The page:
Thursday, January 15, 2015

Pa. bill would eliminate gift card fees, expiration dates

A Pennsylvania senator has introduced legislation to eliminate expiration dates and inactivity fees that lower the value of gift cards.

Sen. Rob Teplitz (D-Dauphin/Perry) said his proposal would go beyond the protections of the federal Credit Card Accountability Responsibility and Disclosure (CARD) Act of 2009.

The CARD Act says money on store-issued and bank-issued cards cannot expire before five years and inactivity fees are prohibited unless the card is not used for 12 months.

Teplitz’s measure, Senate Bill 150, would prohibit the sale of gift cards and gift certificates that have an expiration date, service charge, dormancy fee, account maintenance fee, cash-out fee, replacement card fee or activation or reactivation fee.

Pa. bill would eliminate gift card fees, expiration dates

Friday, January 09, 2015

Medical debt is ruining the credit scores of millions of Americans - The Washington Post

If you have a bill in collections that is dragging down your credit score, chances are high that it’s medical.

Some 43 million Americans have delinquent medical debt on their credit reports, amounting to about one in five credit reports, according to a report released Thursday by the Consumer Financial Protection Bureau. The bureau is calling attention to the burden that medical debt can create for consumers and the negative effect that it can have on their credit reports. The CFPB also created new reporting rules that could make it easier to spot errors.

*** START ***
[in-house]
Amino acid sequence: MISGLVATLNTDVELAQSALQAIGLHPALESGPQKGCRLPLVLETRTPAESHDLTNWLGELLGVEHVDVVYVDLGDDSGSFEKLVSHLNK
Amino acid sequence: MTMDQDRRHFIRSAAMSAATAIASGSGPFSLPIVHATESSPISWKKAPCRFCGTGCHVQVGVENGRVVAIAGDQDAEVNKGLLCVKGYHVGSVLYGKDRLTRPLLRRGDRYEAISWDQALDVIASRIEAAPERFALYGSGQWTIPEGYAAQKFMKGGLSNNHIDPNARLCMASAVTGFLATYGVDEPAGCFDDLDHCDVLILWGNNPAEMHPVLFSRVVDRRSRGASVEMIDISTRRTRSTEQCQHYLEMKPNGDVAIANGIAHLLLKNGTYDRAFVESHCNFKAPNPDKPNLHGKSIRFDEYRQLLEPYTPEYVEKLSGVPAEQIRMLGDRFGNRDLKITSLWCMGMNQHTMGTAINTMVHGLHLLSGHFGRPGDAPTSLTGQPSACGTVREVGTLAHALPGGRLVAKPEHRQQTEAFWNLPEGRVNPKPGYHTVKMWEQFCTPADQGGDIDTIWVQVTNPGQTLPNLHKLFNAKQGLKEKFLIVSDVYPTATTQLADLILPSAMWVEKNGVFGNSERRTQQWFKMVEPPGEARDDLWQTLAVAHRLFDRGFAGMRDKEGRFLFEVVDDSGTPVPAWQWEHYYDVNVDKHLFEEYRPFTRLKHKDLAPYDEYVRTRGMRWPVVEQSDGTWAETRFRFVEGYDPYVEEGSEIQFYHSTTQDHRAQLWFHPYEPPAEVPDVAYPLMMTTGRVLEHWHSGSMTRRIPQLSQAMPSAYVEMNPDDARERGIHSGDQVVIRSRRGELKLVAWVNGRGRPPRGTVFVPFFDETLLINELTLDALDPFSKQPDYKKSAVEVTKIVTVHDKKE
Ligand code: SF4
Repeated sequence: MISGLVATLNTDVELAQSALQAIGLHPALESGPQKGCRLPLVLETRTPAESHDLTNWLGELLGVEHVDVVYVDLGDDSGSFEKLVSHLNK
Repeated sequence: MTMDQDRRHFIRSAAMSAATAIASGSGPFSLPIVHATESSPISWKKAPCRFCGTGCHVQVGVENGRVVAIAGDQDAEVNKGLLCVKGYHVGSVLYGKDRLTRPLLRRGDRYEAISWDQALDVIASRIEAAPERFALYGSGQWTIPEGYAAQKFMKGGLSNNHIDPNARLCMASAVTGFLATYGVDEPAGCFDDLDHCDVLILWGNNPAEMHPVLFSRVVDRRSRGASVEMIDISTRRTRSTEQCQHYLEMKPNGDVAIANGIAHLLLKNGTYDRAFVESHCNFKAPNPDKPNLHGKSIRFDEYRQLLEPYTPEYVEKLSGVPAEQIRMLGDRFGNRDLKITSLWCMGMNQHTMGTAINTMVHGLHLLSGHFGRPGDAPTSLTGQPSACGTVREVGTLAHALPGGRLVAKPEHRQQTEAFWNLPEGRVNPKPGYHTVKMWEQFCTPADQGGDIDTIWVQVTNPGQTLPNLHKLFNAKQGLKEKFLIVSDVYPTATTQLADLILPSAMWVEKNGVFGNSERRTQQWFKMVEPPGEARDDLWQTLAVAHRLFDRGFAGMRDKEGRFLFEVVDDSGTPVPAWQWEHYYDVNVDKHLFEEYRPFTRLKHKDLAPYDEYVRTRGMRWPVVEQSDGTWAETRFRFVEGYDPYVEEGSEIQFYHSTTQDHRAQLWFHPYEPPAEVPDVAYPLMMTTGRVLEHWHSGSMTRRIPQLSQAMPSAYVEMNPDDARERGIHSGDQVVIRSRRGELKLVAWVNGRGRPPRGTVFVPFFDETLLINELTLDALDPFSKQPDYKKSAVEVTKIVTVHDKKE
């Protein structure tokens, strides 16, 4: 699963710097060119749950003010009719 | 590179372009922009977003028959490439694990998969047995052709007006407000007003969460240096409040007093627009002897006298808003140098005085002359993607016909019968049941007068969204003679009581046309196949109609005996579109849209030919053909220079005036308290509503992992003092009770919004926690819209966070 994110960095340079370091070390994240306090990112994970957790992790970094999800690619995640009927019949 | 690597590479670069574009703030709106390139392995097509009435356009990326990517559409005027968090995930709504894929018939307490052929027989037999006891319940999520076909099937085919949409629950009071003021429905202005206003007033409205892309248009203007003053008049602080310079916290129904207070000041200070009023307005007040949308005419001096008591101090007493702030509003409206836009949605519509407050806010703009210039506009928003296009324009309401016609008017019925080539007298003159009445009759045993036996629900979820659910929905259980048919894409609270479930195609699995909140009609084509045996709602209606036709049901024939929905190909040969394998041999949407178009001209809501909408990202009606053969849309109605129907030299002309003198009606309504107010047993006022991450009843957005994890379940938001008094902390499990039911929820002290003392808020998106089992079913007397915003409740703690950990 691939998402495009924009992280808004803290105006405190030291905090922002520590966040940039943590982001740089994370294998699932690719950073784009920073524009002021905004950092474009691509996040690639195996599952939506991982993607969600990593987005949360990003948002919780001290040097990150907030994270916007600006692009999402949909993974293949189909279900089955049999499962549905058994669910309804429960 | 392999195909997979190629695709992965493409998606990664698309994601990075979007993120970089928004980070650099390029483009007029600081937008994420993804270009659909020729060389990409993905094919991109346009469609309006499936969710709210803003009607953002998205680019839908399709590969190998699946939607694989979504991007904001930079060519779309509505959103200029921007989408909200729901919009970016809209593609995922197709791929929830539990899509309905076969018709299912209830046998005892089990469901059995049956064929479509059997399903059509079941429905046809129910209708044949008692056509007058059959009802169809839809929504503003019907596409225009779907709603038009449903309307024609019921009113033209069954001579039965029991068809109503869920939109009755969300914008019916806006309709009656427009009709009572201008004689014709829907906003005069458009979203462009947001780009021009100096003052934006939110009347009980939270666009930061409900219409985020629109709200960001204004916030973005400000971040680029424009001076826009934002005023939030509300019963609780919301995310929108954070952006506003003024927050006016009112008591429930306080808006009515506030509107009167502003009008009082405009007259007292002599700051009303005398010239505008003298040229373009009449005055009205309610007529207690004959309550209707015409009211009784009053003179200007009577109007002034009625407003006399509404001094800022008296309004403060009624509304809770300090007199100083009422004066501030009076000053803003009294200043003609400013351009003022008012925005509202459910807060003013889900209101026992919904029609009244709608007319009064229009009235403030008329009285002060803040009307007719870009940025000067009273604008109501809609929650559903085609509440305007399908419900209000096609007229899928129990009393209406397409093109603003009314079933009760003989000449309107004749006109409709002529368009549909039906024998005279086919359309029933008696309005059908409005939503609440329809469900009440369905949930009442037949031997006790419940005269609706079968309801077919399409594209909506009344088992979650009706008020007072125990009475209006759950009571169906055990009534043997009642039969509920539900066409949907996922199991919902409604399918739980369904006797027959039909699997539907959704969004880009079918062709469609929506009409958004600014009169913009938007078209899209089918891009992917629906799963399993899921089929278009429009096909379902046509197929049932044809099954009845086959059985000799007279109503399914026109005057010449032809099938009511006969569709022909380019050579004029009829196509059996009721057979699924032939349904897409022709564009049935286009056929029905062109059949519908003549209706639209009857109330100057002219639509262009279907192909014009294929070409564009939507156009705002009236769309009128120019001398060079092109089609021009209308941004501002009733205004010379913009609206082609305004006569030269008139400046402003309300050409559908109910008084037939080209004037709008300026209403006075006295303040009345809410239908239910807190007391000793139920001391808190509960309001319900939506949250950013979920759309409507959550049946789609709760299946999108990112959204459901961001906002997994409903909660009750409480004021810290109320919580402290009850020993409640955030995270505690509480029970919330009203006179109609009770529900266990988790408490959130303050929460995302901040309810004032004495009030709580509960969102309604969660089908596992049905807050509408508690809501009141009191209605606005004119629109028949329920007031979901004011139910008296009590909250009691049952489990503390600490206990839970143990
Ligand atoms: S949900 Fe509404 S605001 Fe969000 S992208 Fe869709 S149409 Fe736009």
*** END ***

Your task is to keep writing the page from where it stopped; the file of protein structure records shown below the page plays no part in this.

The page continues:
The CFPB also announced that major credit reporting agencies — including Experian, Equifax and TransUnion — will be required to report any complaints they receive about the accuracy of consumers’ credit reports. Such information should help the bureau to identify the types of debts that are more likely to be reported erroneously.

The report comes at a time when consumer advocates and credit reporting bureaus are trying to revamp the way credit worthiness is measured. In the fall, the Fair Isaac Corporation (FICO) started using a new scoring model that changes the way medical debt is weighted and no longer factors in overdue payments that have since been made. The CFPB expects to propose new rules for debt collection agencies next year, focusing on accuracy and how consumers are treated.